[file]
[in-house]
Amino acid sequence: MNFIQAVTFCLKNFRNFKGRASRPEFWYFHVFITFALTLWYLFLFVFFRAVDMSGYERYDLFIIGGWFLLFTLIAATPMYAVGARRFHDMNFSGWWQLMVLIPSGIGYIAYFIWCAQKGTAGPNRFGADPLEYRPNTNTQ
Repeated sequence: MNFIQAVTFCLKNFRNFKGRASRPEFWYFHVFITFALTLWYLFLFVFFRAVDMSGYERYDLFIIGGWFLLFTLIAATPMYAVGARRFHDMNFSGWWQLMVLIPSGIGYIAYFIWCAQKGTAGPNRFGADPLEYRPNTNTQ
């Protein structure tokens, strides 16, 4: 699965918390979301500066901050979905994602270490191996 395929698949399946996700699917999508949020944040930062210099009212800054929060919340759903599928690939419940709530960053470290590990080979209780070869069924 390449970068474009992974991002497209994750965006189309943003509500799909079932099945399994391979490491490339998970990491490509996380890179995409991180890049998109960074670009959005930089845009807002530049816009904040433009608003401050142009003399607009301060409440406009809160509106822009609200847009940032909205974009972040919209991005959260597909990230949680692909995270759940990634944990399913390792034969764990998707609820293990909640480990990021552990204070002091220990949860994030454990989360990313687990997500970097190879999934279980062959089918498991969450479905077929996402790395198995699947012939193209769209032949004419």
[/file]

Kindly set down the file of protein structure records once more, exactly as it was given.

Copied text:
[in-house]
Amino acid sequence: MNFIQAVTFCLKNFRNFKGRASRPEFWYFHVFITFALTLWYLFLFVFFRAVDMSGYERYDLFIIGGWFLLFTLIAATPMYAVGARRFHDMNFSGWWQLMVLIPSGIGYIAYFIWCAQKGTAGPNRFGADPLEYRPNTNTQ
Repeated sequence: MNFIQAVTFCLKNFRNFKGRASRPEFWYFHVFITFALTLWYLFLFVFFRAVDMSGYERYDLFIIGGWFLLFTLIAATPMYAVGARRFHDMNFSGWWQLMVLIPSGIGYIAYFIWCAQKGTAGPNRFGADPLEYRPNTNTQ
């Protein structure tokens, strides 16, 4: 699965918390979301500066901050979905994602270490191996 395929698949399946996700699917999508949020944040930062210099009212800054929060919340759903599928690939419940709530960053470290590990080979209780070869069924 390449970068474009992974991002497209994750965006189309943003509500799909079932099945399994391979490491490339998970990491490509996380890179995409991180890049998109960074670009959005930089845009807002530049816009904040433009608003401050142009003399607009301060409440406009809160509106822009609200847009940032909205974009972040919209991005959260597909990230949680692909995270759940990634944990399913390792034969764990998707609820293990909640480990990021552990204070002091220990949860994030454990989360990313687990997500970097190879999934279980062959089918498991969450479905077929996402790395198995699947012939193209769209032949004419």